Tax Procedures for Nonresident Alien Employees

Nonresident Alien Determination for Payroll Purposes

         A. Tax Residency

         B. Green Card Test

The Green Card test is used to determine Permanent Residency Status. A permanent resident is someone who has been granted authorization to live and work in the United States on a permanent basis. An individual meets the test on the date his or her permanent resident alien status is approved by the U.S. Citizenship and Immigration Service. The effective date is the notice date on Form I-551 (Green Card or Alien Registration Card) or on the I-797 (Notice of Action).

          C. Substantial Presence Test

The Substantial Presence Test is used to determine whether an individual is a Resident Alien for Tax Purposes or a Nonresident Alien. To meet this test, the individual must be physically present in the United States on at least:

  • 31 days in the current calendar year, and
  • 183 days during the 3-year period that includes the current year and the 2 years immediately before that, counting:
    • All the days present in the current year, and
    • 1/3 of the days present in the first year before the current year, and
    • 1/6 of the days present in the second year before the current year

Click here for a calculator to help determine days present in the United States. Click here for the form that must be filed in the Office of Human Resources.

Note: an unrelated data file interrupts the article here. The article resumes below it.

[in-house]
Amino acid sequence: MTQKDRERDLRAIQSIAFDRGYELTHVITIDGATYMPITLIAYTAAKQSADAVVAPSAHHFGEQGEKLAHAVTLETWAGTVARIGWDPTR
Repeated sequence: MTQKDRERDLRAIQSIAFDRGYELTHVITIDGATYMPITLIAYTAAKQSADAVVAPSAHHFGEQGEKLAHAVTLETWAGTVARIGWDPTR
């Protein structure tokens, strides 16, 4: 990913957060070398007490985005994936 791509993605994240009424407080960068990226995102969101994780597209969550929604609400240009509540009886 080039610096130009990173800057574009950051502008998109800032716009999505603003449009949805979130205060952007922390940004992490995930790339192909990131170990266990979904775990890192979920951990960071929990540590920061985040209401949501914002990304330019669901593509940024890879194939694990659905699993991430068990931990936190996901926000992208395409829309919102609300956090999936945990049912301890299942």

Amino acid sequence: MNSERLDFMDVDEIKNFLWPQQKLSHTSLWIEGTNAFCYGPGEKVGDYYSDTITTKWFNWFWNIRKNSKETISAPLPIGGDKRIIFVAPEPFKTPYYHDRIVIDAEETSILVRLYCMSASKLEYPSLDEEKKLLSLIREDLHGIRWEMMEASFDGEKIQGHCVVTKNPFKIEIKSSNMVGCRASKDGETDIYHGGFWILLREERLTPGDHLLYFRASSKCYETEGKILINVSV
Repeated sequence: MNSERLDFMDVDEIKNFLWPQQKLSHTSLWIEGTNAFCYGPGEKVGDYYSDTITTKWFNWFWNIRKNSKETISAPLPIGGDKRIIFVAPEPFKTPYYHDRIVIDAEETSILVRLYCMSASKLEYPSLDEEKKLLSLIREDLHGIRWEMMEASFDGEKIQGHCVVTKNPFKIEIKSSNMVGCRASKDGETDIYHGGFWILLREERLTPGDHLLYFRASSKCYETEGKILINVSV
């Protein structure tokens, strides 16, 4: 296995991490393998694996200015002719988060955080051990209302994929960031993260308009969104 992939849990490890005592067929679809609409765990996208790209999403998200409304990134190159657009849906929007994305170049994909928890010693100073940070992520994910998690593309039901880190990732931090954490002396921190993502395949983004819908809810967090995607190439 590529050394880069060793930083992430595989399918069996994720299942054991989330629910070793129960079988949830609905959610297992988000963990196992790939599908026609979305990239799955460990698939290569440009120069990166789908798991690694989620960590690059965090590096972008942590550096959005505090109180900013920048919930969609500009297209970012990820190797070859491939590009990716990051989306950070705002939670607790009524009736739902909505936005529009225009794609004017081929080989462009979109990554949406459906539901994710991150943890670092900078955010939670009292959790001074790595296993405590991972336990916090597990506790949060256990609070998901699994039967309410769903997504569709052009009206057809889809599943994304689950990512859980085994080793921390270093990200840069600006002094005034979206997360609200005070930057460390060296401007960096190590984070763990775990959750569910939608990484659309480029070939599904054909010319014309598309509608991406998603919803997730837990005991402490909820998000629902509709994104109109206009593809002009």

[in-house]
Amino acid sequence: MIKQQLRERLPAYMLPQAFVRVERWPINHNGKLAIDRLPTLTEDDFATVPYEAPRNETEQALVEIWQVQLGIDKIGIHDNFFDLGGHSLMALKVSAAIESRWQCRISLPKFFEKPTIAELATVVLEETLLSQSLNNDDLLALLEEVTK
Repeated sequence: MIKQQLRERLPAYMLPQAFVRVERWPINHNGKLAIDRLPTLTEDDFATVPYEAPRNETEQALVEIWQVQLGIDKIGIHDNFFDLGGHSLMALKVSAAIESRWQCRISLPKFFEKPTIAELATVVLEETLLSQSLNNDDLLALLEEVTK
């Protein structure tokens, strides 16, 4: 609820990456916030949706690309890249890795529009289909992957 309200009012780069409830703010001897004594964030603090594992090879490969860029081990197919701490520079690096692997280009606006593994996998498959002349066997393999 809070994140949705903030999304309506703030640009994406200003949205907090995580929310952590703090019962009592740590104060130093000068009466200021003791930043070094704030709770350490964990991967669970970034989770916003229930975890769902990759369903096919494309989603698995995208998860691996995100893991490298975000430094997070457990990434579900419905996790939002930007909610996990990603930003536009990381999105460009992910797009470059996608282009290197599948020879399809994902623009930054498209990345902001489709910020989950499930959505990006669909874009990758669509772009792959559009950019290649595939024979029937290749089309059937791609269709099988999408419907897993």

Tax Residency and Taxes

Income Tax Withholding

Unless the employee claims a specific tax treaty exemption, the University must withhold income taxes on wage payments to nonresidents. The amount to be withheld is based on the IRS tax tables for the payment year. An additional amount is added to wages solely for the purpose of calculating income tax withholding. The additional amount can be found in IRS Publication 15.

Income Tax Treaties

The United States has tax treaties with a number of foreign countries. Under these treaties, tax residents of foreign countries are taxed at a reduced rate or are exempt from United States taxes on certain items of income they receive from sources within the U.S.

View Tax Treaty Forms by Country >


W-4 Information

All nonresident alien employees are required to complete a Form W-4. According to the Internal Revenue Service, nonresident aliens should:

  • Not claim exemption from income tax withholding
  • Request withholding as if they are single, regardless of their actual marital status
  • Skip Section 3 unless they are from Canada, Mexico, South Korea, or India
  • Write “Nonresident Alien” or “NRA” in the space below Step 4(c)
  • See Publication 519 for more information

Are you a student employee?

Find more information on our International Student Taxation website.